Storytelling in Appalachia is a craft at the root of who we are. Whether it’s family histories shared around a dinner table, ghost stories shared around a campfire, or the news journalists collect about the issues facing our communities, storytelling is something we as a people cherish. 

At 100 Days in Appalachia, we have spent more than seven years working to honor that craft – our journalism is an extension of it. We share the stories of Appalachians, collected and retold by Appalachians – Appalachians that are humans. 

For the first 15 years of my career as a journalist and an editor, both in and out of this region, I would’ve never considered that I needed to make that distinction. I am a journalist, I am a human, and the journalism I create is human-made. But new technologies – more specifically artificial intelligence – could change that. 

Since our launch in 2017, every article, feature story, video and image you’ve seen or interacted with from 100 Days in Appalachia on any platform has been created by a human. We have not used AI tools in our journalism – with one exception: We have and often do use AI to transcribe our audio interviews. Those transcriptions allow us to take the audio from a real conversation between a journalist and another Appalachian and quickly put them in writing so we can decide what’s most important, most interesting and most impactful to include in our work for you. But we do not currently use them to write our stories, edit our videos or generate the images you see on our site, in our newsletter, or on any social media platform. 

If we as an outlet want to remain relevant and sustainable, however, we have to grapple with the reality of the world we are operating in. Journalism as an industry is being forced to integrate AI for a number of reasons. Cost is certainly one of them; also efficiencies, innovation. 

But at 100 Days in Appalachia, we’re grappling not just with how to use these emerging technologies in general, but how to use them ethically. We’ve held off on using these tools because we want to protect the humans who are telling stories in our region through our platforms. But inevitably, we will have to integrate AI in some way. We are committed to doing so ethically. For now, I’ll be honest with you, 100 Days doesn’t know what that means. But we’re working to find out. 

It is impossible for us as a news operation to say we will never use artificial intelligence in the process of creating journalism, but what we can say is this: Our use will be informed by you.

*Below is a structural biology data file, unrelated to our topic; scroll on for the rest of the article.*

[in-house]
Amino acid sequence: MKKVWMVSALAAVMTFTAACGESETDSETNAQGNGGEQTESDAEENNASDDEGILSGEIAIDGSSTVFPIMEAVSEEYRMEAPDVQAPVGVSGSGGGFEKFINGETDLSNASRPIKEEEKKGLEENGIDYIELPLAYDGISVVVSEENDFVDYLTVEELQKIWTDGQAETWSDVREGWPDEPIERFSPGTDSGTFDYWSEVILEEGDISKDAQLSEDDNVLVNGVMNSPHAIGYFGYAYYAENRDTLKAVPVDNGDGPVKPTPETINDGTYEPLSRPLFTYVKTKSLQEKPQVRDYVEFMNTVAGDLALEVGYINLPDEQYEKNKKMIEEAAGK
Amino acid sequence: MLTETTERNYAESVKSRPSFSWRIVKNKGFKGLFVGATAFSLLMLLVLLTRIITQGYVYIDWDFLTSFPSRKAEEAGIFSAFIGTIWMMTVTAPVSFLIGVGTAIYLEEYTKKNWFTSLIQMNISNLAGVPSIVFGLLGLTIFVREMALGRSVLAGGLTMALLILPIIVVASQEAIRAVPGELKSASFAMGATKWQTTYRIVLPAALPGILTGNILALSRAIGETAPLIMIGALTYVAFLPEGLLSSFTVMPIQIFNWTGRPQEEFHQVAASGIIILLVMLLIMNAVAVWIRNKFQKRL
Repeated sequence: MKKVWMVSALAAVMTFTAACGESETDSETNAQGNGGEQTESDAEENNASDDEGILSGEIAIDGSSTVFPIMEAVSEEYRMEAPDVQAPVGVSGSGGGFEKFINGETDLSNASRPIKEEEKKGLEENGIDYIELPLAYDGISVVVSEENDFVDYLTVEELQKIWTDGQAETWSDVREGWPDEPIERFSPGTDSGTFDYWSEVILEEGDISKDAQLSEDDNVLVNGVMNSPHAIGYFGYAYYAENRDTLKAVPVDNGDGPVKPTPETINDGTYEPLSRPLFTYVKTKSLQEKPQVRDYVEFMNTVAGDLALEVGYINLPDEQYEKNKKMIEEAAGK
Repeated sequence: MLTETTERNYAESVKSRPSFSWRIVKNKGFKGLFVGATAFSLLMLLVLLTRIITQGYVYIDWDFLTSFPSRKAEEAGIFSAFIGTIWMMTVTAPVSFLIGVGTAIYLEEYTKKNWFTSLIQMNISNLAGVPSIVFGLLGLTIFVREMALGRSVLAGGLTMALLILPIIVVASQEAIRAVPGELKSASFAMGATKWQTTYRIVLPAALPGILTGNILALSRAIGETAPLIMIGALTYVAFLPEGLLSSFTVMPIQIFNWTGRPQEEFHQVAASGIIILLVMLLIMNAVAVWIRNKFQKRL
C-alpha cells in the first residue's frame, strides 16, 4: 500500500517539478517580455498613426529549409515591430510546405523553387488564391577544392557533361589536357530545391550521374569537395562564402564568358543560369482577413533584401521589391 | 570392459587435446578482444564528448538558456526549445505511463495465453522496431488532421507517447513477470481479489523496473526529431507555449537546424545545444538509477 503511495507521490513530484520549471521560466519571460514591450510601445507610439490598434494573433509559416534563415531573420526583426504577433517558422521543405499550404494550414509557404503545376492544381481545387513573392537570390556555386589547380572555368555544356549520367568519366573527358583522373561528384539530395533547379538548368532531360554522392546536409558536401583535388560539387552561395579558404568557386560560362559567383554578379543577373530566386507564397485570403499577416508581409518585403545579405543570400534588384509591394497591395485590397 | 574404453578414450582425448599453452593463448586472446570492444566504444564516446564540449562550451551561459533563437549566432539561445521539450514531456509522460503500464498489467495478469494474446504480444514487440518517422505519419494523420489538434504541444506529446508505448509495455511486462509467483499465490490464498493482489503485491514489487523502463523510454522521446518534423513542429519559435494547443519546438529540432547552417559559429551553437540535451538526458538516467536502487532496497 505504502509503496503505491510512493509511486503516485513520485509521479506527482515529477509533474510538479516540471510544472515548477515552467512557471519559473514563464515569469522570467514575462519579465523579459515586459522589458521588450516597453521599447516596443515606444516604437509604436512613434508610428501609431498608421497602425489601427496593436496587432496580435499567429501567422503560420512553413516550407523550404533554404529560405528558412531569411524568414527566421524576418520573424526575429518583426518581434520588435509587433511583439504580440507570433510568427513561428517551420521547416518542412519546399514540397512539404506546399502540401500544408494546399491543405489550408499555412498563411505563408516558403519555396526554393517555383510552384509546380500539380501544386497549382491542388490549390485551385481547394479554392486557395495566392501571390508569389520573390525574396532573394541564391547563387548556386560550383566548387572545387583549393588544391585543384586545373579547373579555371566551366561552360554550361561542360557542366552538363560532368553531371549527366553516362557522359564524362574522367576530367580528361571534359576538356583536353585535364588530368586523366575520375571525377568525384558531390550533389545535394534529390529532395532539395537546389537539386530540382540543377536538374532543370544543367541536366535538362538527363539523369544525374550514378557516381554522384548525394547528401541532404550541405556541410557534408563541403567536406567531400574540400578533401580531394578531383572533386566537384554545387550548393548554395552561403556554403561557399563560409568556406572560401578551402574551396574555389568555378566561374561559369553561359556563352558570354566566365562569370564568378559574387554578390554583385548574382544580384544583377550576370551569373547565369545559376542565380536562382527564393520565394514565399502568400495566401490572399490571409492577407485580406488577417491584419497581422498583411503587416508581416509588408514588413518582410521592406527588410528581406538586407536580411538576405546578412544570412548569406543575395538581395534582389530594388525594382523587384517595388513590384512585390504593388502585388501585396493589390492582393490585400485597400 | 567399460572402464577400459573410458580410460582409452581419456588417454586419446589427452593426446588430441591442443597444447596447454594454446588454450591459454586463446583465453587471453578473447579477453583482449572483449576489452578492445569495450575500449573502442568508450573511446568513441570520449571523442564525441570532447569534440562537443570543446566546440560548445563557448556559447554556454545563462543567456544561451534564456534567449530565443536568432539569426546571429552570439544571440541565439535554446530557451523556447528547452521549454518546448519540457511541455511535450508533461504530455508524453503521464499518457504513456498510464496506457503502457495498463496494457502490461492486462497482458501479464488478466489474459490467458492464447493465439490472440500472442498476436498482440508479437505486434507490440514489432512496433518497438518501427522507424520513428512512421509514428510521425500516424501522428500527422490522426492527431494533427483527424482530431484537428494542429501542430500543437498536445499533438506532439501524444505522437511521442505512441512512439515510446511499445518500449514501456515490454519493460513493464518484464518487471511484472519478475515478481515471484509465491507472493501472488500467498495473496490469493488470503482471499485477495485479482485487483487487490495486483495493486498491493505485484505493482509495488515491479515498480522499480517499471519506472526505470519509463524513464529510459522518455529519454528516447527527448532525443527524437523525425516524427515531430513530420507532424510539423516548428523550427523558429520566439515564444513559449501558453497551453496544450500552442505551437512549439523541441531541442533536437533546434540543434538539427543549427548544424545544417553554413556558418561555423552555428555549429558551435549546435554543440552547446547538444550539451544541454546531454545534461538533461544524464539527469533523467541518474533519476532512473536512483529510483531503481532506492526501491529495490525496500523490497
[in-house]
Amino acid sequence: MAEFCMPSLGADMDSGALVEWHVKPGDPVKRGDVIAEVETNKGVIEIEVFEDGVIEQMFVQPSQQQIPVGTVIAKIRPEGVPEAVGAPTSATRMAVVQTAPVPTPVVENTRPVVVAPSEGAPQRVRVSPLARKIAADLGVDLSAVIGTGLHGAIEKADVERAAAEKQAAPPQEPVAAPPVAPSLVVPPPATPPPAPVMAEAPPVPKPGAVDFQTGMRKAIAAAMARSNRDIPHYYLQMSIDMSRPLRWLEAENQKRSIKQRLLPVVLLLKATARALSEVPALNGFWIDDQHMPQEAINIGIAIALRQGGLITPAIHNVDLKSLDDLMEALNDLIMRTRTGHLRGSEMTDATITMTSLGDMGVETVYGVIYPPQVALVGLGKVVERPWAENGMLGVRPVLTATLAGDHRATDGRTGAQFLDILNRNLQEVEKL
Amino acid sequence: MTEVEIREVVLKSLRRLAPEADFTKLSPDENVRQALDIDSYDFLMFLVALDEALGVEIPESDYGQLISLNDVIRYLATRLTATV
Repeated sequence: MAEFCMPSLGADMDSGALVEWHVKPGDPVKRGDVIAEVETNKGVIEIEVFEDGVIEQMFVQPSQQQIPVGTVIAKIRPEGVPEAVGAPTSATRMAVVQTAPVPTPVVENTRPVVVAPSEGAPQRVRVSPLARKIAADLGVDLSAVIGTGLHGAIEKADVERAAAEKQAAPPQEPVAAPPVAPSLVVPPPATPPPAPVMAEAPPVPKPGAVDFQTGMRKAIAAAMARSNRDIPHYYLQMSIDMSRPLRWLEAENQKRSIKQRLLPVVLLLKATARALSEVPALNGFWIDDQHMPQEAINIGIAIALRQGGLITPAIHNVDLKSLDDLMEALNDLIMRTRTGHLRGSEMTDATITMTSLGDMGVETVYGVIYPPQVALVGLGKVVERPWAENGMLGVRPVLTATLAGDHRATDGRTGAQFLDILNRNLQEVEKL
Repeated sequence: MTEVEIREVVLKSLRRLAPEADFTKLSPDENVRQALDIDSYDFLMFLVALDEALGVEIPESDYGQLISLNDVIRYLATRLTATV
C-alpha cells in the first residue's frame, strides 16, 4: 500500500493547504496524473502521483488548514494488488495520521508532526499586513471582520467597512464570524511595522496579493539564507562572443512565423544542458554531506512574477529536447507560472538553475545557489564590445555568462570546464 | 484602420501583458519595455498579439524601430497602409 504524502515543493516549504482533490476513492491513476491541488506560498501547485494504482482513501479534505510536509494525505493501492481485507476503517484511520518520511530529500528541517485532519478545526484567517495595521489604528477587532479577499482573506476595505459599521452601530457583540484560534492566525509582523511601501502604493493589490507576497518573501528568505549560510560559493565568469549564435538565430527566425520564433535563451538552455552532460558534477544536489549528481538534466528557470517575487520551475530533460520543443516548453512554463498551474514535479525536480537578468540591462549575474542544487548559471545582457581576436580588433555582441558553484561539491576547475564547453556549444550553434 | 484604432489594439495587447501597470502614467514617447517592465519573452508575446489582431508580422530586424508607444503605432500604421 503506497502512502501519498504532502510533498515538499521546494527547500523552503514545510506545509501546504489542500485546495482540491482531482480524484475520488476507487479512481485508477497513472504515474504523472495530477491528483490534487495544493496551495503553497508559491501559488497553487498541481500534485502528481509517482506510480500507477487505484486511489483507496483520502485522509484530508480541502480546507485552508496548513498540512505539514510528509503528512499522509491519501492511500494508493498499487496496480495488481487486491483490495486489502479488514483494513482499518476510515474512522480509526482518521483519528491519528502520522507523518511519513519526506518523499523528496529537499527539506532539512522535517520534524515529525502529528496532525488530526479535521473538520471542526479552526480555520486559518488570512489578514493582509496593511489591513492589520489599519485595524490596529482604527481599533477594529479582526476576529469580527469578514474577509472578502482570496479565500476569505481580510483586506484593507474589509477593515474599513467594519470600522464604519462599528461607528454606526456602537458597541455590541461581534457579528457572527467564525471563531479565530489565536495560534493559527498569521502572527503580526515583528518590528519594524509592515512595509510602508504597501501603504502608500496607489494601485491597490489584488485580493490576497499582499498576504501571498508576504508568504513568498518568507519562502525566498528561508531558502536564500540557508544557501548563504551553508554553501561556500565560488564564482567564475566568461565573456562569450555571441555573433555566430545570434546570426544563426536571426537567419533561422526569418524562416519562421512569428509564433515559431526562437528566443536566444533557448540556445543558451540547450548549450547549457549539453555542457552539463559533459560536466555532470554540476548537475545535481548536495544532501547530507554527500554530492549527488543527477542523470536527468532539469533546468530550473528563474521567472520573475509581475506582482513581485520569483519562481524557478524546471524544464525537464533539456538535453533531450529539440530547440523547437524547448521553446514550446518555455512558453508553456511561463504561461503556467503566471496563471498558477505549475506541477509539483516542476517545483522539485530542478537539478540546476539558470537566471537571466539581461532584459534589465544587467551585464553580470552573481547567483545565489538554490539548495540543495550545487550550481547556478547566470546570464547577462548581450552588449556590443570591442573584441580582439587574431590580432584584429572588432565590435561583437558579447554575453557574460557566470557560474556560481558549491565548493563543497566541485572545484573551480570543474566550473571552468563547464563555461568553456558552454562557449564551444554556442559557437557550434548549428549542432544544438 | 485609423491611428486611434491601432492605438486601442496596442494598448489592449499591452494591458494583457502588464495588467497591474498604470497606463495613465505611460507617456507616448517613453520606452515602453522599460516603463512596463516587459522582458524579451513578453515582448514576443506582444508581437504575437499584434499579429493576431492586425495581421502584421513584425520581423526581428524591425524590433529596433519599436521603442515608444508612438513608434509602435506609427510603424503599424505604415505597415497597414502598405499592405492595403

We want Appalachians to tell us what they think and feel about AI, if and how we should use it, and, most importantly, how we should communicate that use to you. That’s why this summer, we’re partnering with Trusting News – an organization that “inspires and empowers journalists to take responsibility for demonstrating their credibility and actively earning trust,” according to their mission statement – to ask you these questions. 

In a short survey, which you can take here, we’re asking you to tell us what you think of AI being used in Appalachian newsgathering and sharing, and what you want us to tell you about those processes. This survey opens today, Thursday, July 11, 2024, and will be available through August 6. 

We’ll share the results with Trusting News when the survey is complete (which you can learn more about here), but we’ll also share them back with you, our readers. We want you to know what you and your fellow Appalachians (or for some of you, ex-pats) think about this complicated issue. 

We’ll also share with you details of how your responses inform our processes moving forward. 100 Days has always valued transparency in our work, and we will continue to be clear with you about when, if and how we decide to move forward with AI integration into our storytelling. 

As Appalachians, we share your values. As journalists, we hold ourselves to the highest level of ethical standards. As Appalachian journalists, we work every day to end the cycle of journalistic extraction in our region. We promise we will continue to do this moving forward, and we look forward to you being part of this conversation to help guide how we tell our stories – stories that are for Appalachians, by Appalachians. Because, as our mission statement says, Appalachia matters. 

If you feel strongly about AI in Appalachian journalism and want to have a conversation with a member of our team, please reach out directly to Gillie Gill at [email protected]. You may be compensated for your time.

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This article was originally published by 100 Days in Appalachia, a nonprofit, collaborative newsroom telling the complex stories of the region that deserve to be heard. Sign up for their weekly newsletter here.